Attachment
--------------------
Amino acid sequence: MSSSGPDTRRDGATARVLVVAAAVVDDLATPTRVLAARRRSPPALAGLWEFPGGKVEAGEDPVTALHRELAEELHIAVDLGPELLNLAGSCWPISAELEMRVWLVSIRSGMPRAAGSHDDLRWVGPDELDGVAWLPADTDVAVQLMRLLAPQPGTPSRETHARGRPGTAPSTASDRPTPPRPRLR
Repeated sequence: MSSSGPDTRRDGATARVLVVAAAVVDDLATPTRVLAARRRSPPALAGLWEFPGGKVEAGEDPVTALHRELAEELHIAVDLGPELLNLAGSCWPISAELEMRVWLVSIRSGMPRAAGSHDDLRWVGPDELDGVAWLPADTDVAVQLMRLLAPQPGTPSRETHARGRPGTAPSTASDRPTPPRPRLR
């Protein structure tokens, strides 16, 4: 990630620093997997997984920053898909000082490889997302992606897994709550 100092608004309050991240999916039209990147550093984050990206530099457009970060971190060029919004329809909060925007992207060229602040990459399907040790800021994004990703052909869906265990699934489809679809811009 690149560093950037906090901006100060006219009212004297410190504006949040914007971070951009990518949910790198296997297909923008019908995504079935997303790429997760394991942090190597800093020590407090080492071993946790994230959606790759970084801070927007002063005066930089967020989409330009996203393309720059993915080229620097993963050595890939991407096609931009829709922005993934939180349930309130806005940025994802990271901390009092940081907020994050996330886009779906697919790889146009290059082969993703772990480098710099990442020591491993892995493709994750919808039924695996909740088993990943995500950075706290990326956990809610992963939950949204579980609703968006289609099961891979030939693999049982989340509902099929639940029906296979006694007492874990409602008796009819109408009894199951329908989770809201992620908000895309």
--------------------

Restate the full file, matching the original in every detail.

Amino acid sequence: MSSSGPDTRRDGATARVLVVAAAVVDDLATPTRVLAARRRSPPALAGLWEFPGGKVEAGEDPVTALHRELAEELHIAVDLGPELLNLAGSCWPISAELEMRVWLVSIRSGMPRAAGSHDDLRWVGPDELDGVAWLPADTDVAVQLMRLLAPQPGTPSRETHARGRPGTAPSTASDRPTPPRPRLR
Repeated sequence: MSSSGPDTRRDGATARVLVVAAAVVDDLATPTRVLAARRRSPPALAGLWEFPGGKVEAGEDPVTALHRELAEELHIAVDLGPELLNLAGSCWPISAELEMRVWLVSIRSGMPRAAGSHDDLRWVGPDELDGVAWLPADTDVAVQLMRLLAPQPGTPSRETHARGRPGTAPSTASDRPTPPRPRLR
């Protein structure tokens, strides 16, 4: 990630620093997997997984920053898909000082490889997302992606897994709550 100092608004309050991240999916039209990147550093984050990206530099457009970060971190060029919004329809909060925007992207060229602040990459399907040790800021994004990703052909869906265990699934489809679809811009 690149560093950037906090901006100060006219009212004297410190504006949040914007971070951009990518949910790198296997297909923008019908995504079935997303790429997760394991942090190597800093020590407090080492071993946790994230959606790759970084801070927007002063005066930089967020989409330009996203393309720059993915080229620097993963050595890939991407096609931009829709922005993934939180349930309130806005940025994802990271901390009092940081907020994050996330886009779906697919790889146009290059082969993703772990480098710099990442020591491993892995493709994750919808039924695996909740088993990943995500950075706290990326956990809610992963939950949204579980609703968006289609099961891979030939693999049982989340509902099929639940029906296979006694007492874990409602008796009819109408009894199951329908989770809201992620908000895309």